Here's Why the GOP Fought So Hard to Stop Rust Belt State Vote Recount

Posted Dec. 28, 2016

MP3 Interview with Greg Palast, investigative journalist and author, conducted by Scott Harris

recount

With Donald Trump's presidential election victory defying most pollsters' forecasts, Green Party presidential candidate Jill Stein's pursuit of a vote recount in the historically Democratic states of Wisconsin, Michigan and Pennsylvania were welcome by many in a nation suffering from political shock. Of the three states Wisconsin was the only one to complete a recount, financed by small donors across the U.S who contributed to a fund set up by Stein.

However, Republican legal objections succeeded in blocking the completion of a vote recount in Michigan and prevented a vote recount in Pennsylvania from ever getting started. Although the recount in Wisconsin didn't change that state's results, Stein said the process she initiated revealed deep flaws in states' systems for administering voting and verifying results. She cited election irregularities in Michigan, including more than 75,000 uncounted ballots as evidence of the need to re-examine that state's election outcome ― and the urgent need for reform of state laws that make verification of voting results more difficult.

Greg Palast is an investigative reporter and award-winning author who uncovered the Republican voter purge in Florida that led to what many charge was a stolen election in 2000 that put George W. Bush in the White House. In his new documentary film titled, "The Best Democracy Money Can Buy: A Tale of Billionaires and Ballot Bandits," Palast investigates a multi-state system known as Crosscheck, that he says was employed to wrongly purge some 1.1 million Americans of color from the voter rolls of GOP–controlled states. Between The Lines' Scott Harris spoke with Palast, who reports on the results of his most recent investigation into the Green Party-initiated recounts in the three Rust Belt states and the Republican Party effort to stop them.[Rush transcript.]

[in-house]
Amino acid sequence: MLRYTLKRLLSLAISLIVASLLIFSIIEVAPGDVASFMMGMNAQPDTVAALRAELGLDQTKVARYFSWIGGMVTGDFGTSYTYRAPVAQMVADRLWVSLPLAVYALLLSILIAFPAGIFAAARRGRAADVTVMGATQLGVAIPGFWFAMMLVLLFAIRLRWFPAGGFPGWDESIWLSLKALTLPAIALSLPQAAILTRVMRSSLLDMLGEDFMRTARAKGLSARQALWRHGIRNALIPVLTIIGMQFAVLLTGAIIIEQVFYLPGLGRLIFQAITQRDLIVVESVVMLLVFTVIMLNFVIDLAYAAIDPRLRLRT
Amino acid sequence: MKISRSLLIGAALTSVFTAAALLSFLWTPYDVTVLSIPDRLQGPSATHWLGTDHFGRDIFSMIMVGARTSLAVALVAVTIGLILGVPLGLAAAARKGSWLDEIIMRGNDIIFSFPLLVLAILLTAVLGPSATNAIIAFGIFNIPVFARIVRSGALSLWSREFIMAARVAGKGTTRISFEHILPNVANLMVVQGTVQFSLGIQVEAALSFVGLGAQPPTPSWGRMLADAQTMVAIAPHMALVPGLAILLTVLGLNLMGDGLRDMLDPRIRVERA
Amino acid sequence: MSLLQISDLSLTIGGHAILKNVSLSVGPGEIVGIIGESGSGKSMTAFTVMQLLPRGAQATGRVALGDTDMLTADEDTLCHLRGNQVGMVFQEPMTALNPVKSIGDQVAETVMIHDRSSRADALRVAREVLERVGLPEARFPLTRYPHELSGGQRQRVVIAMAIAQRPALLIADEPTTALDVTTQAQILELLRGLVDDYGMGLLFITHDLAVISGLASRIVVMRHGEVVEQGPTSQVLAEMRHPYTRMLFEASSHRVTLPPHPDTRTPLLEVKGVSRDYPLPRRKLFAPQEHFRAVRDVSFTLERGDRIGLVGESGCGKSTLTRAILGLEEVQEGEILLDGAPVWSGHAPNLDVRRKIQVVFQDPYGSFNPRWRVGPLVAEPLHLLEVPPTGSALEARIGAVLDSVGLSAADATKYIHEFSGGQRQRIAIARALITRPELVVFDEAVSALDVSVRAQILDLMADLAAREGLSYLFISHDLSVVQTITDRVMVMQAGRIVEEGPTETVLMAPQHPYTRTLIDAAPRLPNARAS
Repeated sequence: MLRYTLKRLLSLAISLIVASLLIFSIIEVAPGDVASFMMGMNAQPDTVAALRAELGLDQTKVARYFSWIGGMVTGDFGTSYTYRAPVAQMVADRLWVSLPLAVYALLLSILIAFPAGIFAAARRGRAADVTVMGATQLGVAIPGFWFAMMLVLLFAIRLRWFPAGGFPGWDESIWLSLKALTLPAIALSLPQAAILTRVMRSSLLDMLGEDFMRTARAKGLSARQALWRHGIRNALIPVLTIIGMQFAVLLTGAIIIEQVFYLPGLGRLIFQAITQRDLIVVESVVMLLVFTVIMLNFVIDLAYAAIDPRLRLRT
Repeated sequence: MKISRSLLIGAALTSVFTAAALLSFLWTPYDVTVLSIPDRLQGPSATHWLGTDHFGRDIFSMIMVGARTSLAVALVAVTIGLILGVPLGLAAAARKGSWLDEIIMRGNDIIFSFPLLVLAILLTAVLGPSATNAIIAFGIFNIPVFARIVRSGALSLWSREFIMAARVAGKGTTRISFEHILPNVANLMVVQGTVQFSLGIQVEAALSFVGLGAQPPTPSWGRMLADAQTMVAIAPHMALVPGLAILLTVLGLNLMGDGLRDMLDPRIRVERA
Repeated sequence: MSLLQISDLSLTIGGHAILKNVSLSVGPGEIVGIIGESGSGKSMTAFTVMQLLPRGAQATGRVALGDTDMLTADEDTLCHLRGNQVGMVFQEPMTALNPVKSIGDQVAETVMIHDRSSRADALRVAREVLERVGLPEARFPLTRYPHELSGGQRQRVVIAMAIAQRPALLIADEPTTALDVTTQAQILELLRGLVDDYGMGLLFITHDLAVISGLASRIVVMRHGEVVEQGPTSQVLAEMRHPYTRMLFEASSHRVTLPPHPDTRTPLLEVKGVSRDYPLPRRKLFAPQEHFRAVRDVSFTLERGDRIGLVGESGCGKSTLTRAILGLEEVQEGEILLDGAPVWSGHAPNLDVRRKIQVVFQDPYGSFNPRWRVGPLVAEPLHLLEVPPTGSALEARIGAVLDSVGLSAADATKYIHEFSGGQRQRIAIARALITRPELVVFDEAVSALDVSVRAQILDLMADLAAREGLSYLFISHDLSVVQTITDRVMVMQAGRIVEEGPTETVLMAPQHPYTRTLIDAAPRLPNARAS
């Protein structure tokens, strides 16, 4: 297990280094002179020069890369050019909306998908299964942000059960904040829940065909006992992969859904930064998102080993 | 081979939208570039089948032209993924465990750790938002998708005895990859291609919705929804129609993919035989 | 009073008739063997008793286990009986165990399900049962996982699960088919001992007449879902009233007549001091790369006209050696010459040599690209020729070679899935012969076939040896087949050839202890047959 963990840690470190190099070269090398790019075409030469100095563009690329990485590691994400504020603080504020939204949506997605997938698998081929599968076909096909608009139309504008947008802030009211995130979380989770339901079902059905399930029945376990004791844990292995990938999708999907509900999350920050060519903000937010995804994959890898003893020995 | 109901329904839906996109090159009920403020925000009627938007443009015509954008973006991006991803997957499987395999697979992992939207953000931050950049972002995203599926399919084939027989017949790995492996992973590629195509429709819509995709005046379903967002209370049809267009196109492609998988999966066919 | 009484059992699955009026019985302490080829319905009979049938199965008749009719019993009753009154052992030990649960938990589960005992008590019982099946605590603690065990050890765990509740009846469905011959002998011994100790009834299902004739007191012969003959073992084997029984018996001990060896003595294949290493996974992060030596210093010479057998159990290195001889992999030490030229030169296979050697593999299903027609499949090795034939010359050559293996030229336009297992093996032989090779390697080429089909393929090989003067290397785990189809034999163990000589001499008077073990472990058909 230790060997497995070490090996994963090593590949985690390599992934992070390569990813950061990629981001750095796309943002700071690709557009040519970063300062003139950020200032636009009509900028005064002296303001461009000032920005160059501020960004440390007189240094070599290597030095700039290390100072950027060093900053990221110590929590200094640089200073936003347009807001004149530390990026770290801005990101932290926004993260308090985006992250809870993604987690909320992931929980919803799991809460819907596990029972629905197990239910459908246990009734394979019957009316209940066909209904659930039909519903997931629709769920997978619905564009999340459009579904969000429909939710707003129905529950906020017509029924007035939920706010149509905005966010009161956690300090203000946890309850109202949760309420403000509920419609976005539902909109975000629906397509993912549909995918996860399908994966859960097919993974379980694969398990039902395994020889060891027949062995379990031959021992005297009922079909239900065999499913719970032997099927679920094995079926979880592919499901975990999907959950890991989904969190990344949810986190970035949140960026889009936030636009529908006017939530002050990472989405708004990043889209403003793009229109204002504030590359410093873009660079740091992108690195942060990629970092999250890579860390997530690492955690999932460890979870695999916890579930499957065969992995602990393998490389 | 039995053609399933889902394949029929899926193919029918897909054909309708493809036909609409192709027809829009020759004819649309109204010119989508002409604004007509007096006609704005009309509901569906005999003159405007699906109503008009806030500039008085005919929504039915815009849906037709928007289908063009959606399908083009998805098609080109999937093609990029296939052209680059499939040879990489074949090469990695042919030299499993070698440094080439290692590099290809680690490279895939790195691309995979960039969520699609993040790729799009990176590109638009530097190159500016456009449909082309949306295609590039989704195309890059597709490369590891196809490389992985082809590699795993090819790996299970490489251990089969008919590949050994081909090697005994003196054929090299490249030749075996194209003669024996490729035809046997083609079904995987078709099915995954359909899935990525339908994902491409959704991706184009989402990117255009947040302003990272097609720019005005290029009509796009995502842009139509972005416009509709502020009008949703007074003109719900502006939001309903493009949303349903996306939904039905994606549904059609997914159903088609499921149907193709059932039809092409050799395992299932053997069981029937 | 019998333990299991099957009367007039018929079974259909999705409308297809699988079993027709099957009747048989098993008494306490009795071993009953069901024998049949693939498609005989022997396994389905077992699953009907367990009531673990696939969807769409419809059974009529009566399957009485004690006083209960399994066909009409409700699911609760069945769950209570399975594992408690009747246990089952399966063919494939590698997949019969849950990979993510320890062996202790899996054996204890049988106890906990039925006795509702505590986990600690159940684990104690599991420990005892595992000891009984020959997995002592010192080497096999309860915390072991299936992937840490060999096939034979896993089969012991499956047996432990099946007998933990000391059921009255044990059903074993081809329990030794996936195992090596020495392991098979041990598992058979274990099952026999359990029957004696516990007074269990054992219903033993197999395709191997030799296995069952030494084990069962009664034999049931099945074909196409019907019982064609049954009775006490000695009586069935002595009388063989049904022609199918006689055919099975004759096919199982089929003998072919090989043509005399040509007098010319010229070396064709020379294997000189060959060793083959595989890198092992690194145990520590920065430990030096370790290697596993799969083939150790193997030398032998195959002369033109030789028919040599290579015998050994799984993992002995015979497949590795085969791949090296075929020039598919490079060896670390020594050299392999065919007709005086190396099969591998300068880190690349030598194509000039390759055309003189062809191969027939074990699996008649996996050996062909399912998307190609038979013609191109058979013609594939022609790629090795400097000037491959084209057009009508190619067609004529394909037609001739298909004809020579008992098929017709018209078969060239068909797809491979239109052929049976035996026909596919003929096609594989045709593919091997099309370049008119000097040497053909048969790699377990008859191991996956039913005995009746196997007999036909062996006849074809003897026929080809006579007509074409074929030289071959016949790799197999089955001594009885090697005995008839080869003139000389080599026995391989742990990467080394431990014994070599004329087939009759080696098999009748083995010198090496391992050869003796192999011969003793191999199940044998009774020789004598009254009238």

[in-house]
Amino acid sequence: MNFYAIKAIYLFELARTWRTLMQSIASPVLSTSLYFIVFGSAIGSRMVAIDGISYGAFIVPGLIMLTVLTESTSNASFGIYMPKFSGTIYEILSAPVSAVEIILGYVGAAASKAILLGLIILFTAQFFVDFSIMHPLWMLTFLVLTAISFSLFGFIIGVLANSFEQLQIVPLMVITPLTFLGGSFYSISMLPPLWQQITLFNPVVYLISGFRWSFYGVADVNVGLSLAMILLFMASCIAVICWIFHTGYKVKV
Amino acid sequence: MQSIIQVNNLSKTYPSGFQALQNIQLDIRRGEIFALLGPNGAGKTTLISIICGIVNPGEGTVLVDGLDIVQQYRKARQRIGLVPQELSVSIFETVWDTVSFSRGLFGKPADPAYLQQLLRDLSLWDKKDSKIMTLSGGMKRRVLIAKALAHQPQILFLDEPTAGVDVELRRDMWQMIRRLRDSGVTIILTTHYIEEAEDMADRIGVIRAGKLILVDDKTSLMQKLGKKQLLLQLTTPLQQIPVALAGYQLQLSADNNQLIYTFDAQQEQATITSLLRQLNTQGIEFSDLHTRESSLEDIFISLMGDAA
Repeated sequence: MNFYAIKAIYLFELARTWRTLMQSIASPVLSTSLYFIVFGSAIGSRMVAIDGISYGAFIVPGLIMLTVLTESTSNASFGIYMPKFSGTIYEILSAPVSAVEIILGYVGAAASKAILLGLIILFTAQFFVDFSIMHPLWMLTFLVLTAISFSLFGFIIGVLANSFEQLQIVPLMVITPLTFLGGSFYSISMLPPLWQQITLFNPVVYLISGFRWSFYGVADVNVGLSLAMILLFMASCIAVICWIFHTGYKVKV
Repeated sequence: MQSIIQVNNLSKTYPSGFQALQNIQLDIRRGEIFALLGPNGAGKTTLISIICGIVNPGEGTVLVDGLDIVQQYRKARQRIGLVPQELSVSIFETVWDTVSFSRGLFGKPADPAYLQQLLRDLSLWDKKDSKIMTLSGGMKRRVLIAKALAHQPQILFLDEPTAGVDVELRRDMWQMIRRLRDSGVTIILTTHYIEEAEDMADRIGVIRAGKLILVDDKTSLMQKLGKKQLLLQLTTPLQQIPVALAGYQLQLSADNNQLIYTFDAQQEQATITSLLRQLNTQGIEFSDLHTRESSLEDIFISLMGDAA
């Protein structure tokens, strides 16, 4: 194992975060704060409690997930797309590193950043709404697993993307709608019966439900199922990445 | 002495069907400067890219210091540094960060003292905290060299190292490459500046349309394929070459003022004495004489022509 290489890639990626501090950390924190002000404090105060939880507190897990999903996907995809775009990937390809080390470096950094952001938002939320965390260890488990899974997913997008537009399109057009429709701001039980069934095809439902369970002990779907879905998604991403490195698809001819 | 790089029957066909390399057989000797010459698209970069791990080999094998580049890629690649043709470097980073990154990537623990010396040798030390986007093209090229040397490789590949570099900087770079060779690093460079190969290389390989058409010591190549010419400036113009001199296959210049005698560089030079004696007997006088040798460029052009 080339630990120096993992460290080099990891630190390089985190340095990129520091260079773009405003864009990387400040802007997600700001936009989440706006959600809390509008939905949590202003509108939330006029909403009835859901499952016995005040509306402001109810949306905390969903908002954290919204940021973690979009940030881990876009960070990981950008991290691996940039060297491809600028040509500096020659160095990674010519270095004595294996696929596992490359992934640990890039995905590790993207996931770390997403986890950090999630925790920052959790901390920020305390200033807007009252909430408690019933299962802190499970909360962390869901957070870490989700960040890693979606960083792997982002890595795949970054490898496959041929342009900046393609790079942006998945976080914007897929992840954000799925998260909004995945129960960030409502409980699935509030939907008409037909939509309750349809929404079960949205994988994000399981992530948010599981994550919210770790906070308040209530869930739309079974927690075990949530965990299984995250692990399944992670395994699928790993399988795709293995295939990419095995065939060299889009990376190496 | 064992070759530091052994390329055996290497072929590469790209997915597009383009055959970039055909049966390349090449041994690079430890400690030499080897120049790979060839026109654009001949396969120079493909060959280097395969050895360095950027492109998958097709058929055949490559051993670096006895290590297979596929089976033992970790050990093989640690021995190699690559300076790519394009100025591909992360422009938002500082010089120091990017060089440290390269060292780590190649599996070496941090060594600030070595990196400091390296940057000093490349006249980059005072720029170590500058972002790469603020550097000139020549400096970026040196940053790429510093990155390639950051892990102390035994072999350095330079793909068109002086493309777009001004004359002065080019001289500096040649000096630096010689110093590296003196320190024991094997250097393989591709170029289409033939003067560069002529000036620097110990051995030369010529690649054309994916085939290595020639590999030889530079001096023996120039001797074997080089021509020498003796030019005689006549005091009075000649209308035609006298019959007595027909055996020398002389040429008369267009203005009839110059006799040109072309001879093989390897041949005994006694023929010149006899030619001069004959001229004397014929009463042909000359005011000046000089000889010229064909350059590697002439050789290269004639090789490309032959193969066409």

GREG PALAST: I think that the recount was sabotaged in Wisconsin, sabotaged and stopped in Michigan [and] halted in Pennsylvania because they knew what would happen if you actually counted all the votes. And this is the dark secret of American democracy. We don't count all the votes. There are officially – this is not Greg Palast finger-in-the-wind type stuff. We have an agency called the Elections Assistance Commission, which tracks the number of votes and the number of NO VOTES – the number of ballots which are never counted. They call it "spoiled" and the problem is that if you're black, the chance your vote will spoil for a technical reason is 900 percent higher than if you're white. And we saw that happen in Michigan, in Wisconsin, Pennsylvania, Ohio, North Carolina, Arizona and Florida. That's quite a bit.

All of those Trump so-called victories and margins there may not be victories if you pulled ballots out of the electoral Dumpster and counted them. We don't count all the ballots in America. No nation can count all ballots; there's always some that are spoiled and legitimately destroyed and unreadable. But in America, it's in the millions and it is deliberately biased against voters of color. That is our nasty secret.

Jill Stein told me, that she – when I met up with her in Detroit – she said she expected to find Russian hackers, and stuff that like that may have bent the vote. She said, and this is a quote from her, "What I found instead was a Jim Crow election. Black votes uncounted that made the difference." So that's why they had to stop her from counting those votes.